The important elements of this bill concern the availability of information contained in census records taken between 1910 and 2003.

Subsection 17(4) of the bill would allow, after 92 years, any person who so desires to conduct genealogical or historical research if that person seeks written permission to examine the information contained in the census records. A person could do so if that person obtains written permission.

The approval of any research project is subject to its public and scientific value. Conditions for the use and communication of information apply if a person seeks permission to conduct historical or genealogical research. A person who wishes to examine the records must sign—and this is very important—an undertaking in the form prescribed by regulation and abide by it. Every person who contravenes this undertaking is guilty of an offence and liable on summary conviction to a fine not exceeding $1,000.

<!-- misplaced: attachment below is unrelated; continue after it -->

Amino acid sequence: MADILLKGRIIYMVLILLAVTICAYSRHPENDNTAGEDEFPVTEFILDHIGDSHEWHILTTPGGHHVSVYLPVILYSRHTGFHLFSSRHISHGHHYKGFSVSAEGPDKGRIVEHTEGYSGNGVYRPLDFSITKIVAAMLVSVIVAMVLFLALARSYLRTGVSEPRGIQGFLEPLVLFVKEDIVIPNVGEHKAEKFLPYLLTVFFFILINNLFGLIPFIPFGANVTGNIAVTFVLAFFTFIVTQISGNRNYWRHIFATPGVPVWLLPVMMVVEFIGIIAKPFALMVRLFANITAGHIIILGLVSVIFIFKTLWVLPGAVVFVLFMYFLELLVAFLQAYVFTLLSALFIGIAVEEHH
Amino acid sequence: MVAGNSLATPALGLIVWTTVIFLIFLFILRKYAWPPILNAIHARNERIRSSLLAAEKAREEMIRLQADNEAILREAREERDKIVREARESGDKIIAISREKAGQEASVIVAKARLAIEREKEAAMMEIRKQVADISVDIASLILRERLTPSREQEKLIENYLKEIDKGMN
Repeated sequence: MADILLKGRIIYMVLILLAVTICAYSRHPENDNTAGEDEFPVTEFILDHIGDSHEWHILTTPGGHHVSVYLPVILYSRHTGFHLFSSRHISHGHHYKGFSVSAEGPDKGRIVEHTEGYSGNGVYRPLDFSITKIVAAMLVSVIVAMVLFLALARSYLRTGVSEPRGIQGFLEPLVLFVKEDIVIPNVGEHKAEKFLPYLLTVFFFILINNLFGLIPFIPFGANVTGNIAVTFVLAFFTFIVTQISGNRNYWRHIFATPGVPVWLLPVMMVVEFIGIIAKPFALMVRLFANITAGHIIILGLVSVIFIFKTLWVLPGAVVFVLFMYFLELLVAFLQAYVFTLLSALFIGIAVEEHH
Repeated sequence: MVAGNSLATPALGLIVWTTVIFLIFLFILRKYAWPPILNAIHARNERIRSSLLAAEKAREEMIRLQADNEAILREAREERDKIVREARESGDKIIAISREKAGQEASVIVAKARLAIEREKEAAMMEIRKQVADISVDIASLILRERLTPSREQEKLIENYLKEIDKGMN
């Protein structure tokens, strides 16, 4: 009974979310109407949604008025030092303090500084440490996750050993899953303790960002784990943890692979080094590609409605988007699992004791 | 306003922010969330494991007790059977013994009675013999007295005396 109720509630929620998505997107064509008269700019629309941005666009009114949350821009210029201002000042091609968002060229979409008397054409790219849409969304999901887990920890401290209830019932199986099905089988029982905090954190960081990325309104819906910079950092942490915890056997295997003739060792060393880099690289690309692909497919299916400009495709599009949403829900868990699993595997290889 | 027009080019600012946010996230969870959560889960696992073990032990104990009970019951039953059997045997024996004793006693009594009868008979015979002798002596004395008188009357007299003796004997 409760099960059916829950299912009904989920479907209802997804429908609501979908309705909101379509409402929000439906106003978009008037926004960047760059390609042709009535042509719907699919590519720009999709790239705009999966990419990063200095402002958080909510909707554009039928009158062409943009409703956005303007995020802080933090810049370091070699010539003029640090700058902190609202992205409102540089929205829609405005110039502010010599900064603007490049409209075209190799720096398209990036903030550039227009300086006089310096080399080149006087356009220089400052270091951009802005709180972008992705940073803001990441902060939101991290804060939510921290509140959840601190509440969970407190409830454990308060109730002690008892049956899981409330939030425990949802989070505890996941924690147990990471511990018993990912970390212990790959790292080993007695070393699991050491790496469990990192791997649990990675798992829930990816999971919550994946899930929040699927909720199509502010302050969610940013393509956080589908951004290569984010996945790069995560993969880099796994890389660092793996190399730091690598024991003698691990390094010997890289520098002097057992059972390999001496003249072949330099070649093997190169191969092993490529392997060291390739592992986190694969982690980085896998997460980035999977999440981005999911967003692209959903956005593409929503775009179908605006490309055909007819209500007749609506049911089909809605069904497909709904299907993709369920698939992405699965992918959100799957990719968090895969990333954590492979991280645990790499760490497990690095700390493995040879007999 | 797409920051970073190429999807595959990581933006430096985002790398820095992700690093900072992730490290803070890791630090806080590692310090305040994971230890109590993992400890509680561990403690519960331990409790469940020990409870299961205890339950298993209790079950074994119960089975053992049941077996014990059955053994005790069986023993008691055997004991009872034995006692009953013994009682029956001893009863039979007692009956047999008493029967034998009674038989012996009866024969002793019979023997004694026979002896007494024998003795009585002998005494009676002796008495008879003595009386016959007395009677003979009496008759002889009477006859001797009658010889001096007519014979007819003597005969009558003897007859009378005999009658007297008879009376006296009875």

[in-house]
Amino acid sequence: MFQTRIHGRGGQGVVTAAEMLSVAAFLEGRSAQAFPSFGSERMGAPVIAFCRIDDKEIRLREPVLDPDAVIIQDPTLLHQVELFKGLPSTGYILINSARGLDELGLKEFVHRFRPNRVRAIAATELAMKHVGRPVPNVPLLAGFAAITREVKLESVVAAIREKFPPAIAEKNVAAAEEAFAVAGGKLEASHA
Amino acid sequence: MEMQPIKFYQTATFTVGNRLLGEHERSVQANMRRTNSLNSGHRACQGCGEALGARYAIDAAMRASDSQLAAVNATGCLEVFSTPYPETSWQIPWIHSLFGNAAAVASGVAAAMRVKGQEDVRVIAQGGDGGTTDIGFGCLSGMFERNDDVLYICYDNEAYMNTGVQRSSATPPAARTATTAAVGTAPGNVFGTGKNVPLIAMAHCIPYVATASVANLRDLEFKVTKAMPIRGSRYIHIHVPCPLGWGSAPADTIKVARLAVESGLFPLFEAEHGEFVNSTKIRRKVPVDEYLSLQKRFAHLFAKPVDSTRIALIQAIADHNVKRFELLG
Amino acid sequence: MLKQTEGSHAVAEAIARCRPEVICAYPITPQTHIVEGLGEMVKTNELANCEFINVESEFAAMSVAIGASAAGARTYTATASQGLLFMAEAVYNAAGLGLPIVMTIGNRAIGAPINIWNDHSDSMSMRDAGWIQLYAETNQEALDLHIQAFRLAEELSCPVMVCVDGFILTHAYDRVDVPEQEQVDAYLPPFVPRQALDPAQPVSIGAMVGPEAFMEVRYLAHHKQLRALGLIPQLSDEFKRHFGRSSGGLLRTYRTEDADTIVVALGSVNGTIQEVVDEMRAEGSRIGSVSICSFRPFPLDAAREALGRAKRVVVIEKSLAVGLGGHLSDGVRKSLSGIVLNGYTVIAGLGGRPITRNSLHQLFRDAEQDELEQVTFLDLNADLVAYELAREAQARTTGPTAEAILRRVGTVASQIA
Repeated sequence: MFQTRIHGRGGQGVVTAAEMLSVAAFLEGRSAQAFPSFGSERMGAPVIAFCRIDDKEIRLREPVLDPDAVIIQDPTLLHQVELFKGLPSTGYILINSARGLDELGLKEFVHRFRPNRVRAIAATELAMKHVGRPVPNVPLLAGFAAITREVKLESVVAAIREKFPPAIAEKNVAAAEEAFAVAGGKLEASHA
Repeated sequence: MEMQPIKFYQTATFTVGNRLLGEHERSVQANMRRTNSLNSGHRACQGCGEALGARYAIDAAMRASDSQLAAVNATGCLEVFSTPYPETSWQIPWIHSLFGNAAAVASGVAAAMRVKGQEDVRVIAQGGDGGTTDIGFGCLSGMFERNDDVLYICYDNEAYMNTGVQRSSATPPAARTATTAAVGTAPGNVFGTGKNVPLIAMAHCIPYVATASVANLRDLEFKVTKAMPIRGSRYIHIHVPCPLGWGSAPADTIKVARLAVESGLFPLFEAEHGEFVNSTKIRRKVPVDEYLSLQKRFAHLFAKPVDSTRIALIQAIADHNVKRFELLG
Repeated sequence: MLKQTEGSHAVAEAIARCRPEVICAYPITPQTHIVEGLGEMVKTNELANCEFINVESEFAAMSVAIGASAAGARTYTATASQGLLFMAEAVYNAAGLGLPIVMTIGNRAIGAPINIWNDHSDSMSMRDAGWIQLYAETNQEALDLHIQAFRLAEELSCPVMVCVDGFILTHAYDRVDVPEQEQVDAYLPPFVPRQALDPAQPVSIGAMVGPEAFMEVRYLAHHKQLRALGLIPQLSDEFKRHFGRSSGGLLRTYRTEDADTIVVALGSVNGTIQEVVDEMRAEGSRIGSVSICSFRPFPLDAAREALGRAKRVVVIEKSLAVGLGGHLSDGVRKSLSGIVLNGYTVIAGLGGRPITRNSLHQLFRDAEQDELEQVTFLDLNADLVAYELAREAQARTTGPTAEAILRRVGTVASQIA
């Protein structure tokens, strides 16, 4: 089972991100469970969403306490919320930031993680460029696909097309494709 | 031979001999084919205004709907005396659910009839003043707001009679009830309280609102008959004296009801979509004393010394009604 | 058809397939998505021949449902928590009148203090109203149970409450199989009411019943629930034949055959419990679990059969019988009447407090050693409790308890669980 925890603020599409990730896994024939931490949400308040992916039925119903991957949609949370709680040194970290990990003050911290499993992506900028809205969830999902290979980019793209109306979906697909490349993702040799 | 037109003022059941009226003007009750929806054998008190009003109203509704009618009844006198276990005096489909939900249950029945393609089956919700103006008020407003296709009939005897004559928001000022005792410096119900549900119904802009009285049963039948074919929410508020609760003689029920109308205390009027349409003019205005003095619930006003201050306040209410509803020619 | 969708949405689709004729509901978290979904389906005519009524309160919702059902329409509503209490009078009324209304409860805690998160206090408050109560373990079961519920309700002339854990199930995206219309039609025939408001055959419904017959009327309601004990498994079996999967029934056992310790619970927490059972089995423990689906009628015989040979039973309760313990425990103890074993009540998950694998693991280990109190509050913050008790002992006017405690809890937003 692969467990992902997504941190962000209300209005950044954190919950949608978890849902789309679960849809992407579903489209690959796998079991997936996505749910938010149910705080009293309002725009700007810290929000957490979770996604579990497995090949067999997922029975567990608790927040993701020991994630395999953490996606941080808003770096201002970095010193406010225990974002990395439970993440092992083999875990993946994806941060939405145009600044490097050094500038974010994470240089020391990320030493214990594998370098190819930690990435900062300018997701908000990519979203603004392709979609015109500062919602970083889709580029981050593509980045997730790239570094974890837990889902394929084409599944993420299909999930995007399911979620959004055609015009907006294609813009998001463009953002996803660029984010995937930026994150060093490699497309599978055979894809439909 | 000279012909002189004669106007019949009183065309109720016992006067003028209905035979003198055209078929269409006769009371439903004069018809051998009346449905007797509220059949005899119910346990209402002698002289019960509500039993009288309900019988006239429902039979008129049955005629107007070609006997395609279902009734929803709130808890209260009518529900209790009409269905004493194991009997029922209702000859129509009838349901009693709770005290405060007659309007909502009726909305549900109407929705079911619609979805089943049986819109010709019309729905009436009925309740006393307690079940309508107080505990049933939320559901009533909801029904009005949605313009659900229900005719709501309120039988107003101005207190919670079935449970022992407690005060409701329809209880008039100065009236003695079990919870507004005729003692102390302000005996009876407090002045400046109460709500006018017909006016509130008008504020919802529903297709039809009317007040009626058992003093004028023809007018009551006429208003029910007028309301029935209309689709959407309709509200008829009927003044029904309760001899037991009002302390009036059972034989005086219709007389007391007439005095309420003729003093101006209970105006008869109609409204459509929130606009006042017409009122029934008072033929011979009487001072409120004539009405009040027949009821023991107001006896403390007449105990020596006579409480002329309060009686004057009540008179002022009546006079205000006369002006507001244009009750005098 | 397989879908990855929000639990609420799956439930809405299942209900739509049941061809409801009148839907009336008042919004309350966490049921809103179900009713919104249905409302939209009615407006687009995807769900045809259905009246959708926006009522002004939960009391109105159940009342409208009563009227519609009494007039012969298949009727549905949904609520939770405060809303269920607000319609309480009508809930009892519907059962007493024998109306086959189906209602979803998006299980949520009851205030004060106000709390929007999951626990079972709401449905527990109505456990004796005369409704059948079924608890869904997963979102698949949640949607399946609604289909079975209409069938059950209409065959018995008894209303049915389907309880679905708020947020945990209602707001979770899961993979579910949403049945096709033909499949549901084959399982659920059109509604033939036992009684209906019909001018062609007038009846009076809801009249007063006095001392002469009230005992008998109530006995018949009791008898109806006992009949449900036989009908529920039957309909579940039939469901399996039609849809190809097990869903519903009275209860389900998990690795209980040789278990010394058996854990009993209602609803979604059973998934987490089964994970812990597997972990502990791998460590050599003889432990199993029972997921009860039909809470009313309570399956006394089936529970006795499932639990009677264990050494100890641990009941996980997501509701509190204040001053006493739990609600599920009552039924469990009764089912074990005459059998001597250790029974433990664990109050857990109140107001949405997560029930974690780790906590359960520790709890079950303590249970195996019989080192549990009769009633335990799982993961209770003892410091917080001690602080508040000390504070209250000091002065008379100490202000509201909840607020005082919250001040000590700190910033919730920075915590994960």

Who is interested in examining this information? Whom is this bill for? It is for everyone interested in history, such as historians and genealogists who want to consult these census records. Historians and genealogists seek information about households and families in earlier times. They want to find out about how work was shared among members of the family, the geographic and socio-economic mobility of ordinary Canadians, and the growth or decline of rural and urban areas, all essential aspects of our national history. That is what they want to know.

These census records are a unique source of information on the Canadian population and patterns of settlement. It is of inestimable importance to our understanding of the past. If you do not know where you have been, the saying goes, how will you know where you are going? We often use historical data to see the path behind us and to stake out the path ahead.